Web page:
New York State Court of Claims

New York State Court of Claims

MEDINA v. THE STATE OF NEW YORK, #2005-029-468, Claim No. 102349


Prisoner working in facility mess hall stood on milk crate to close window. As claimant leaned on window while attempting to close it, his hand went through the glass. Court finds defendant 60% negligent in allowing claimant to close window without proper equipment and claimant 40% negligent in the manner in which he pushed on the window.

Case Information

Claimant short name:
Footnote (claimant name) :

Footnote (defendant name) :

Third-party claimant(s):

Third-party defendant(s):

Claim number(s):
Motion number(s):

Cross-motion number(s):

Claimant's attorney:
Adam M. Thompson, Esq.
Defendant's attorney:
Hon. Eliot Spitzer
Attorney General of the State of New YorkBy: Dewey Lee, Assistant Attorney General
Third-party defendant's attorney:

Signature date:
February 15, 2005
White Plains

Official citation:

Appellate results:

See also (multicaptioned case)

This claim for personal injuries alleges that the State of New York was negligent in failing to properly care for and protect claimant and in failing to maintain Green Haven Correctional Facility (hereinafter Green Haven) in a reasonably safe condition. The second cause of action asserts that the State was negligent in failing to provide claimant with proper medical care. The trial of this matter was bifurcated and this decision deals only with the issue of liability.

Inmate Alberto Rivera testified that he is currently incarcerated at Fishkill Correctional Facility but on February 11, 1999 he was incarcerated at Green Haven. He stated that on February 11, 1999 at about 7:00 a.m. he was in the Green Haven East Side Mess Hall having breakfast with about 50 to100 inmates. He stated that one of the windows was open and he requested that it be closed. Rivera testified that claimant was given a direct order to close the window by a correction officer (hereinafter C.O.) whom he did not recognize. He testified that he was seated at the table closest to the open window, approximately ten feet away.

Exhibits 10 through 13 are photographs of the window. The witness marked Exhibit 10 with a red triangle to indicate which window was open and a red "x" to indicate where he was sitting. He testified that Mr. Medina walked over to the window and stood on a milk crate located by the radiator so he could reach the window. Rivera stated that Medina pushed on the window, the glass broke and fell on his hand. Rivera put a red triangle on Exhibit 11 to indicate the portion of the window that broke.

Claimant testified that on February 11, 1999 he was incarcerated at Green Haven and was working in the East Mess Hall at approximately 7:00 that morning. He testified that he cleans the mess hall after the inmates leave; that his job duties did not require him to open and close windows. Medina testified that an inmate yelled that he was cold and wanted the window closed. A C.O. told claimant to close the window. Medina stated he told the C.O. he could not close the window without a pole. The C.O. then allegedly gave Medina a direct order to close the window and claimant was required to comply. He stated he stood on a milk crate and attempted to move the window when his right hand went through the glass, causing lacerations. He stated he was eventually transported to a hospital.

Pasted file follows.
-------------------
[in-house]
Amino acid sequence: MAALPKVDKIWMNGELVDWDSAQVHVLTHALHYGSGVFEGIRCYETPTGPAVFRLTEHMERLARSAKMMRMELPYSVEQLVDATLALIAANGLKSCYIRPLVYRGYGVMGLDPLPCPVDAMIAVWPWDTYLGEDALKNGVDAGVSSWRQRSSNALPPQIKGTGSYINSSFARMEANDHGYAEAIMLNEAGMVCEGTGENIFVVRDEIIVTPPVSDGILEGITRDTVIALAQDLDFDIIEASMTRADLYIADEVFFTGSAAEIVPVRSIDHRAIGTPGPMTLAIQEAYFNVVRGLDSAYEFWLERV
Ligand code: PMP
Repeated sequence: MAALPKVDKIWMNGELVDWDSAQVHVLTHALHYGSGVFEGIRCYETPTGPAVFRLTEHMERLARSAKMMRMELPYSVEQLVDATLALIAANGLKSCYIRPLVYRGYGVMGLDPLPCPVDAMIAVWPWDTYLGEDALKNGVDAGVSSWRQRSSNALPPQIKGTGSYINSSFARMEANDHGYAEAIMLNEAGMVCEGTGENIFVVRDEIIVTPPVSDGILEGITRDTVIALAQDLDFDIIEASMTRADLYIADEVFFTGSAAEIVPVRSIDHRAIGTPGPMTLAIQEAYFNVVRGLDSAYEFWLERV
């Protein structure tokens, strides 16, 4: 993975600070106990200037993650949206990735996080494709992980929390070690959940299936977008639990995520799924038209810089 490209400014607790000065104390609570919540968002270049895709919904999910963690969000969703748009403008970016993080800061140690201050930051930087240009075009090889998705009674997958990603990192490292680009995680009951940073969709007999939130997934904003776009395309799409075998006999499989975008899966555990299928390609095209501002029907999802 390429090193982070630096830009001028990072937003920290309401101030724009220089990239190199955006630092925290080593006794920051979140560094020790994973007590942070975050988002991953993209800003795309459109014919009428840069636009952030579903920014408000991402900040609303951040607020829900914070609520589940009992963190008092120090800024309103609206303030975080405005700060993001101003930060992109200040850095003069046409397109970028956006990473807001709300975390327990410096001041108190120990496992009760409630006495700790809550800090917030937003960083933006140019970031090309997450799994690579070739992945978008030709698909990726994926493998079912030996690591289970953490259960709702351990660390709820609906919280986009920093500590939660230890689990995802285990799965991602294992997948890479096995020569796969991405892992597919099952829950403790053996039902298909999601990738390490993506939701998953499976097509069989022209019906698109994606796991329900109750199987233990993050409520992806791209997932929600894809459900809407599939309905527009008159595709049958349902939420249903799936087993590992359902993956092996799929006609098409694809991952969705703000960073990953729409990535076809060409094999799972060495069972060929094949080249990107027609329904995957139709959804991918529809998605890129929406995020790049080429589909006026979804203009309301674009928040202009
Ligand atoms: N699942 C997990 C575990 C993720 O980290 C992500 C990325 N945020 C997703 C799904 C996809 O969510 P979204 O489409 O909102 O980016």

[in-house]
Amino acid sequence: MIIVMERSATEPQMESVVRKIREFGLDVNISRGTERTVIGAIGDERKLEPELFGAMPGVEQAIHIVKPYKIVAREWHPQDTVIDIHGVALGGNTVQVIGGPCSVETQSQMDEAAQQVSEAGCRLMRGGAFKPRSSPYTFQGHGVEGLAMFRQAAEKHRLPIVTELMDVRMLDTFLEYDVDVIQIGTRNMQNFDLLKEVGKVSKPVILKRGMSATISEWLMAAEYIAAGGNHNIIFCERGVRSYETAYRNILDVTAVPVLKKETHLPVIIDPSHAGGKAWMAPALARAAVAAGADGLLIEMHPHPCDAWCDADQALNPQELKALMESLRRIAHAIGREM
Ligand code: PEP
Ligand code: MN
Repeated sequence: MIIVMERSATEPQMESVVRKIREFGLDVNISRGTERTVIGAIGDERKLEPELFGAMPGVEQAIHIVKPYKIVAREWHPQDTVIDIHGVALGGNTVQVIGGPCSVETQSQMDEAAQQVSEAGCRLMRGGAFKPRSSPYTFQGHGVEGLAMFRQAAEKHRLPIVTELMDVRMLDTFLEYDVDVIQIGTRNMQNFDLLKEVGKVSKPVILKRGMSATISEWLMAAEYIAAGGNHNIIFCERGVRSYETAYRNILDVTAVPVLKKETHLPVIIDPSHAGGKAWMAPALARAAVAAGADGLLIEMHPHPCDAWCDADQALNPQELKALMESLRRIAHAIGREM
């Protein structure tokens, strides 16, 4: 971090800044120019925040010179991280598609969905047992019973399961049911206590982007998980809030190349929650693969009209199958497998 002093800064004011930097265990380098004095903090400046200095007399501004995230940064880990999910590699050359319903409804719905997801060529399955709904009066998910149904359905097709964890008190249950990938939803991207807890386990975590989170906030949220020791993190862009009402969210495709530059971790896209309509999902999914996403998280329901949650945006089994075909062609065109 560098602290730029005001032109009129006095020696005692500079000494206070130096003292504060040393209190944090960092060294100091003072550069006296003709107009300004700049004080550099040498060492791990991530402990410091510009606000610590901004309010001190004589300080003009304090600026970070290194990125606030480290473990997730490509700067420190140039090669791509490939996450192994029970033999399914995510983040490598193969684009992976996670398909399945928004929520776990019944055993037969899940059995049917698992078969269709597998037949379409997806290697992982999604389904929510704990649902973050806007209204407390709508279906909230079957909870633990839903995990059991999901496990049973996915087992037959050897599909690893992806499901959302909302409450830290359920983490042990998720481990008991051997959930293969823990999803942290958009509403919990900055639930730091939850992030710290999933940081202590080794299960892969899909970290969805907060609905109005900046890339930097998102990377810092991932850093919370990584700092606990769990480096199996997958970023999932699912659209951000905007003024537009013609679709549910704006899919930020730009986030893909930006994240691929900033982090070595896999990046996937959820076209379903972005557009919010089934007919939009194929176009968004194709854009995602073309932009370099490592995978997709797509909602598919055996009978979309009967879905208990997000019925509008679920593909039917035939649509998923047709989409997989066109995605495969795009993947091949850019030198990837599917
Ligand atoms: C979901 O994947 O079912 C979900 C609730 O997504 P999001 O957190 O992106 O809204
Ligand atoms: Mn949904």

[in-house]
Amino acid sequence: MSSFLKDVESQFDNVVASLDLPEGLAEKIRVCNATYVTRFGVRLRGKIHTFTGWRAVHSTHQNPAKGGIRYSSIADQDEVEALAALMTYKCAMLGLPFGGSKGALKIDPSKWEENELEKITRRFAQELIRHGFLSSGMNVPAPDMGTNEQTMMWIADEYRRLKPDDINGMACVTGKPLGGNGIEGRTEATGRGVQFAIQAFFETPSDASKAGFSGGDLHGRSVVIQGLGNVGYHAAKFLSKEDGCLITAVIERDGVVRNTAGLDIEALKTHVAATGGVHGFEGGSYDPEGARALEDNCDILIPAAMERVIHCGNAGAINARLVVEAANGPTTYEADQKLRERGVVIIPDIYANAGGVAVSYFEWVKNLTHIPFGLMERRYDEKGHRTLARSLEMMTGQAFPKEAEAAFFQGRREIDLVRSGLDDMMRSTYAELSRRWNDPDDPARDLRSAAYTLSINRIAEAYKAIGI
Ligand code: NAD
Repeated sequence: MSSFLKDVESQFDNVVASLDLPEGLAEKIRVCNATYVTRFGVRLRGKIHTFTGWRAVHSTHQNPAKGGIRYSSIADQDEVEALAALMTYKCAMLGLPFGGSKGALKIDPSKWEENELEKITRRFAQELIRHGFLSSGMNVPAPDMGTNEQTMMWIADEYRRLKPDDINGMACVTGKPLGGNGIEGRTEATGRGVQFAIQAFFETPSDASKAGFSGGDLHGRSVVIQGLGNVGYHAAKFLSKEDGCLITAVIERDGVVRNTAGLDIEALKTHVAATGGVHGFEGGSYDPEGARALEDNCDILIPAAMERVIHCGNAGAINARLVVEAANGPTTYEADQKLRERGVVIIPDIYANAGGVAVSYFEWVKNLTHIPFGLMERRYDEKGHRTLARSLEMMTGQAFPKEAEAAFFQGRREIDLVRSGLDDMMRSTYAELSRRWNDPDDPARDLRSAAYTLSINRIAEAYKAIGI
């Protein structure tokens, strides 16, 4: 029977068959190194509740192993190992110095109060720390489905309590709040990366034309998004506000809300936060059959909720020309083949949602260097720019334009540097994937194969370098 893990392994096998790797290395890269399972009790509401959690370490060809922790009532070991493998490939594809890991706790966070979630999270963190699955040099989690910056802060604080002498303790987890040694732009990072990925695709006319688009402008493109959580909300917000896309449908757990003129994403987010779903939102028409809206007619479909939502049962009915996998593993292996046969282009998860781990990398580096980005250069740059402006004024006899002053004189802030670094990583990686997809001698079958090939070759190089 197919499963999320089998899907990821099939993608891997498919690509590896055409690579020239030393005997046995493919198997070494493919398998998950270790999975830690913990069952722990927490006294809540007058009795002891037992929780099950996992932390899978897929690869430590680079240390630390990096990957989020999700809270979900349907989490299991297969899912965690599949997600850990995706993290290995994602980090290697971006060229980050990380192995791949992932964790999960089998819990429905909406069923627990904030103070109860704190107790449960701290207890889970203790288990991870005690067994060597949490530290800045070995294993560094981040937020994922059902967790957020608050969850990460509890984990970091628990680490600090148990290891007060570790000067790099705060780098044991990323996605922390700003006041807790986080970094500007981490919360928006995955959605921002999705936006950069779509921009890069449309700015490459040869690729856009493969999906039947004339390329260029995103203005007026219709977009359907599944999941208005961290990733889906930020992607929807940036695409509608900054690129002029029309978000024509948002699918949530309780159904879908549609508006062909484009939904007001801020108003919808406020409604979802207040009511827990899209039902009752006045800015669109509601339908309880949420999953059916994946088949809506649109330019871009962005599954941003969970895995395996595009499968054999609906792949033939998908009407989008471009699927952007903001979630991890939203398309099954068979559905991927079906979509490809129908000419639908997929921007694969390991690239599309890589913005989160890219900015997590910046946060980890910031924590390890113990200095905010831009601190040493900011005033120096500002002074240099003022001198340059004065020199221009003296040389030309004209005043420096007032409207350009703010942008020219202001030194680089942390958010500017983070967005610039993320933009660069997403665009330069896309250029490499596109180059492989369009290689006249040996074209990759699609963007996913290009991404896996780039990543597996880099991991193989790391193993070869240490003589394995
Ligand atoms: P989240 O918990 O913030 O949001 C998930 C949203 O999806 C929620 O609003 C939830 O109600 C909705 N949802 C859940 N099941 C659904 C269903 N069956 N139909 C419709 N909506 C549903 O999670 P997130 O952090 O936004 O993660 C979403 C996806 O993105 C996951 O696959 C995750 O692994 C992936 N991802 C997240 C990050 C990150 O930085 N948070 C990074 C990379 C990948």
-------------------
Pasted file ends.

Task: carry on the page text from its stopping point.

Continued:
Claimant stated that he did not receive a misbehavior report nor was he reprimanded in any way as a result of this incident. He also stated that he could not reach the window latch while standing on the floor and was not provided a ladder, step stool or a pole to do so.

Claimant stated that following his surgery, he did not receive pain medication for approximately six days and during this period he had difficulty sleeping because of the pain.

On cross-examination, claimant stated that he started working in the mess hall in the summer of 1998. Prior to his accident, he never witnessed a window accident.

Claimant called Dr. Jay Shankman as an expert in the field of Environmental Safety and Health. Dr. Shankman testified that he has a Master's Degree in Occupational Safety and Health and a PhD in Environmental Safety and Health. He stated he has been in the safety and health field for 34 years and the forensic field for 22 years. He identified himself as a Forensic Safety and Health Examiner. He stated that he has been qualified as an expert witness on many occasions in both Federal and New York State Courts. The Court accepted Dr. Shankman as an expert, without objection.

Dr. Shankman testified that he visited the Green Haven East Mess Hall on March 19, 2003 accompanied by both claimant's and defendant's counsel. He stated he took measurements of the window in question. He also inspected the glass in the window and determined that two pieces of glass in one pane of the window had been replaced with plexiglass. The witness stated that he took the photographs that were marked into evidence as Exhibits 10 though 14. Dr. Shankman stated that each rectangular area within the window measured 10" x 9". He stated that it was 9' 8½" from the floor to the spot where the latch is located to open/close the window[1]
. He also stated that the distance from the floor to the top of the radiator is 44" and from the floor to the top of the window sill is 55" (see Exhibit 11B).
Dr. Shankman stated the window is on a hinge and the window panels open in. He stated that each panel has an "eye" which has to be unlatched. He stated the proper manner to open and close these types of windows is with a long pole with a "hook tool" on the end of it. The witness stated that Exhibits 12 through 14 show the "eye" on the window for the hook to attach to so the window can be opened/closed. He testified that the windows are heavy, weighing 30 to 40 pounds each. The witness stated it would be very difficult to open or close these windows without a pole because the person would have to use a ladder or climb to reach the window.